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Instructions for Banno

Instructions for Banno

$18.95Price

Kiran Bath

This book will be shipping in late July 2024.
  • DETAILS

    2024, 66 pages

    ISBN: 978-0-99-702549-1

     

    DESCRIPTION

    In her debut poetry collection, Kiran Bath travels through the timelines and geographies of the women in her family to understand the inherited consequences of becoming a South Asian bride (banno). Threading stories of pre-partition matriarchs, migrant mothers, and first generation daughters, she renders themes of subjugation, domestic violence, honor killings, and infanticide alongside unrequited love, sisterhood, motherhood, and devotion in cathartic form. The result is the set of instructions left for BANNO, a diary that ruptures the institution of filial duty and embodies the tradition that survives it—an insistence for declaring our humanity.

     

    BIOGRAPHY

    Kiran Bath is the author of INSTRUCTIONS FOR BANNO (Kelsey Street Press, 2024). She has received fellowships and support from Poets House, the Vermont Studio Center and Brooklyn Poets. Kiran is a Kundiman Fellow and a Tin House alumnus. Her writing appears in wildness, The Adroit Journal, The Brooklyn Rail, and other journals. Raised in Sydney, she still calls Australia home and claims Punjab as the cradle. Kiran is currently based in Brooklyn.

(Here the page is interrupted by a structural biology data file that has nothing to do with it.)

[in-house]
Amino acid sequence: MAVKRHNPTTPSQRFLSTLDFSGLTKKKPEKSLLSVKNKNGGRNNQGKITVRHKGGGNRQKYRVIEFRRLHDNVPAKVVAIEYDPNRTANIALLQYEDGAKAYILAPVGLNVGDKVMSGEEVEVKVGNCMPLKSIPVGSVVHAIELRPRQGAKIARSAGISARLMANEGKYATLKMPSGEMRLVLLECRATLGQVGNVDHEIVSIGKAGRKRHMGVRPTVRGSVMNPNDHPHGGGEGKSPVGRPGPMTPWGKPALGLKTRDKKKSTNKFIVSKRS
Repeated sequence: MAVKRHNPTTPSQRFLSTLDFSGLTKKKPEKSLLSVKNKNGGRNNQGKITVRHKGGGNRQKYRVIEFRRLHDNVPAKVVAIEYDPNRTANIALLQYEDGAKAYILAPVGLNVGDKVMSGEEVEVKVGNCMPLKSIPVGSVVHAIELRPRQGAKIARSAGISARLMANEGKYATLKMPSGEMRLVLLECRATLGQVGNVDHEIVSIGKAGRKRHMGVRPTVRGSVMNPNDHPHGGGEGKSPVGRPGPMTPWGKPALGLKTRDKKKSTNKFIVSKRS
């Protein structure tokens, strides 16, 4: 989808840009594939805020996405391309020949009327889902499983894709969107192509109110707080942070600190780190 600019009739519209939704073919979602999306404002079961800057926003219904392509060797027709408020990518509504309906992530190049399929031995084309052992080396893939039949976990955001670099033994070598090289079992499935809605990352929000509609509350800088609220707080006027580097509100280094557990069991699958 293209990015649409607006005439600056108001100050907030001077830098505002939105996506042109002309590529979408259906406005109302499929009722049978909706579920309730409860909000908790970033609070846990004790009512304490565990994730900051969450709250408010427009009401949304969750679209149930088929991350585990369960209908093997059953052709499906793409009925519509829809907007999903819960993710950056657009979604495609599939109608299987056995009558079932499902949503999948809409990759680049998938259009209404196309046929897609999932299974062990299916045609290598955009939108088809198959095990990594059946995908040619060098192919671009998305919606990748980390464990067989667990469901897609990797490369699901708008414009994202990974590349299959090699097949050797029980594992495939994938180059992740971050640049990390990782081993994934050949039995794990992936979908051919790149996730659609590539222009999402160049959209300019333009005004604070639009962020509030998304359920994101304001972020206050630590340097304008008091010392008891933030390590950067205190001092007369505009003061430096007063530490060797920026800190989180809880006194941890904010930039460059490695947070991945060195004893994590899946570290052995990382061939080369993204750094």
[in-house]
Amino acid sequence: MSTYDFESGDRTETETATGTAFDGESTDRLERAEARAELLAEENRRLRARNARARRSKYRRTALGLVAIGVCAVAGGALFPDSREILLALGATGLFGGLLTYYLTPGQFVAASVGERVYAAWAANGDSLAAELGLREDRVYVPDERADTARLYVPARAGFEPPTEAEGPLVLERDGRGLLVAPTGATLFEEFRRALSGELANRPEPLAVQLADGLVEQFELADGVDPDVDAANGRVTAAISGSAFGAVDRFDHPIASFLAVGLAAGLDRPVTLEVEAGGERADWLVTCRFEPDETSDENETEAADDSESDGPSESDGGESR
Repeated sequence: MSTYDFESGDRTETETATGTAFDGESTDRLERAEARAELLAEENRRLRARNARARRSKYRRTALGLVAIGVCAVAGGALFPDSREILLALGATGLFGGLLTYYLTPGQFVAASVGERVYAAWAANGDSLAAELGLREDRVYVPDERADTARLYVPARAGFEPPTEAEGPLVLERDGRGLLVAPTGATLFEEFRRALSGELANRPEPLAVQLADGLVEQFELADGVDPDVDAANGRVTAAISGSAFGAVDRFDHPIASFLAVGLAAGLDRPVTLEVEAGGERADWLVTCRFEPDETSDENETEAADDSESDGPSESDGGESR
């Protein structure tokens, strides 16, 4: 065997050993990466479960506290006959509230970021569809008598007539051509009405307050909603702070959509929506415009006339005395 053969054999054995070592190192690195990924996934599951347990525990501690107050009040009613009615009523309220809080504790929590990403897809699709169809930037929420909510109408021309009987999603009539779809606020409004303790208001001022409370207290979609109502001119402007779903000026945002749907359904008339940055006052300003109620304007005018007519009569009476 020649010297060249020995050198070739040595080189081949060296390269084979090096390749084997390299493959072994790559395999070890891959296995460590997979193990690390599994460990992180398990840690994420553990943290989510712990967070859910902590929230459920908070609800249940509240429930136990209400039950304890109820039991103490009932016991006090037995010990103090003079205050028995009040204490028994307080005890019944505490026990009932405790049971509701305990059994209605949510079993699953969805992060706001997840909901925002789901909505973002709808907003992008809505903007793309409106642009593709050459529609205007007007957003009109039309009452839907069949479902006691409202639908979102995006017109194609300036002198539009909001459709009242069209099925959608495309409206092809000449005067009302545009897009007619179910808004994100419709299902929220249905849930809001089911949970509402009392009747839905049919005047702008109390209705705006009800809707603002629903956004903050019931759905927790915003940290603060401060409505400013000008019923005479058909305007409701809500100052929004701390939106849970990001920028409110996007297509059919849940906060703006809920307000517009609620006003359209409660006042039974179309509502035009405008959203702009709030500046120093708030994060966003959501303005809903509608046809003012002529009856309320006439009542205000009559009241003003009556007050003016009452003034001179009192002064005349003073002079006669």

• PRAISE

    Kiran Bath's INSTRUCTIONS FOR BANNO is a profoundly moving work of prose. Through ritual, performance, and syntax, this is a book that shatters the crystallization patterns that familial and sexual trauma bring. How does it do this? Incantation: "I waited for Kali. I revived, I survived, I revive, I survive." Each Banno, each field note, each instruction, each attempt to write what could not be written before: make a pathway from creativity to survival. The last lines, when you reach them, will touch the middle of your heart, I hope. As they touched mine.

    BHANU KAPIL

     

    The age old concerns of how to be part of a family, and also one’s own person, are given new life here in Kiran Bath’s delightful debut collection. These poems are at turns lush, defiant, modern and ancient, a lively and loving record reminding us that life is designed as much as it is inherited. “I save everything,” Bath writes, “I do not seek rebirth. I am accumulating.” These lines are a mere glimpse of the strong and sophisticated speakers whose voices we are fortunate enough to encounter in this daring debut.

    TARFIA FAIZULLAH

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